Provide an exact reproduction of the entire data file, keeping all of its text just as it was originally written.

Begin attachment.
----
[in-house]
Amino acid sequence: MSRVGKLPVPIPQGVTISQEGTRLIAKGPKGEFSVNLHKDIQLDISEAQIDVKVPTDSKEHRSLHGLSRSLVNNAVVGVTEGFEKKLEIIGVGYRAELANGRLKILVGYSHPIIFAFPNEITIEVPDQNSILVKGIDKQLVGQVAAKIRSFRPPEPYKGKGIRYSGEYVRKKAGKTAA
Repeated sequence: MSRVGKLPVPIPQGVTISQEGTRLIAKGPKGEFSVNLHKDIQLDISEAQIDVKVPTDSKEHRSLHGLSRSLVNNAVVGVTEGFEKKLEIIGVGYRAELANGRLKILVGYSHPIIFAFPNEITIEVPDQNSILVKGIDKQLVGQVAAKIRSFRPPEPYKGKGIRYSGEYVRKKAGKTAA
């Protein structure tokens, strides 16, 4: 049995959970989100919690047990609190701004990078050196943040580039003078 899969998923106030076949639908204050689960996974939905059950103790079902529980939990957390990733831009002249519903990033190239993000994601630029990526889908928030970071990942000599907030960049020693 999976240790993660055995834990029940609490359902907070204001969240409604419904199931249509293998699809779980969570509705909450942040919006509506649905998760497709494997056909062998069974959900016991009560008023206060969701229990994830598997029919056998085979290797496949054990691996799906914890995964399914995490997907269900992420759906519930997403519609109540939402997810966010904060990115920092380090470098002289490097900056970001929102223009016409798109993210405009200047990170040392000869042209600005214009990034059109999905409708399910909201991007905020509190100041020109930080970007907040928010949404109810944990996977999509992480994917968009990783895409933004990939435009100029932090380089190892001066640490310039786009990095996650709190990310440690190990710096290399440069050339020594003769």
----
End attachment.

[in-house]
Amino acid sequence: MSRVGKLPVPIPQGVTISQEGTRLIAKGPKGEFSVNLHKDIQLDISEAQIDVKVPTDSKEHRSLHGLSRSLVNNAVVGVTEGFEKKLEIIGVGYRAELANGRLKILVGYSHPIIFAFPNEITIEVPDQNSILVKGIDKQLVGQVAAKIRSFRPPEPYKGKGIRYSGEYVRKKAGKTAA
Repeated sequence: MSRVGKLPVPIPQGVTISQEGTRLIAKGPKGEFSVNLHKDIQLDISEAQIDVKVPTDSKEHRSLHGLSRSLVNNAVVGVTEGFEKKLEIIGVGYRAELANGRLKILVGYSHPIIFAFPNEITIEVPDQNSILVKGIDKQLVGQVAAKIRSFRPPEPYKGKGIRYSGEYVRKKAGKTAA
């Protein structure tokens, strides 16, 4: 049995959970989100919690047990609190701004990078050196943040580039003078 899969998923106030076949639908204050689960996974939905059950103790079902529980939990957390990733831009002249519903990033190239993000994601630029990526889908928030970071990942000599907030960049020693 999976240790993660055995834990029940609490359902907070204001969240409604419904199931249509293998699809779980969570509705909450942040919006509506649905998760497709494997056909062998069974959900016991009560008023206060969701229990994830598997029919056998085979290797496949054990691996799906914890995964399914995490997907269900992420759906519930997403519609109540939402997810966010904060990115920092380090470098002289490097900056970001929102223009016409798109993210405009200047990170040392000869042209600005214009990034059109999905409708399910909201991007905020509190100041020109930080970007907040928010949404109810944990996977999509992480994917968009990783895409933004990939435009100029932090380089190892001066640490310039786009990095996650709190990310440690190990710096290399440069050339020594003769």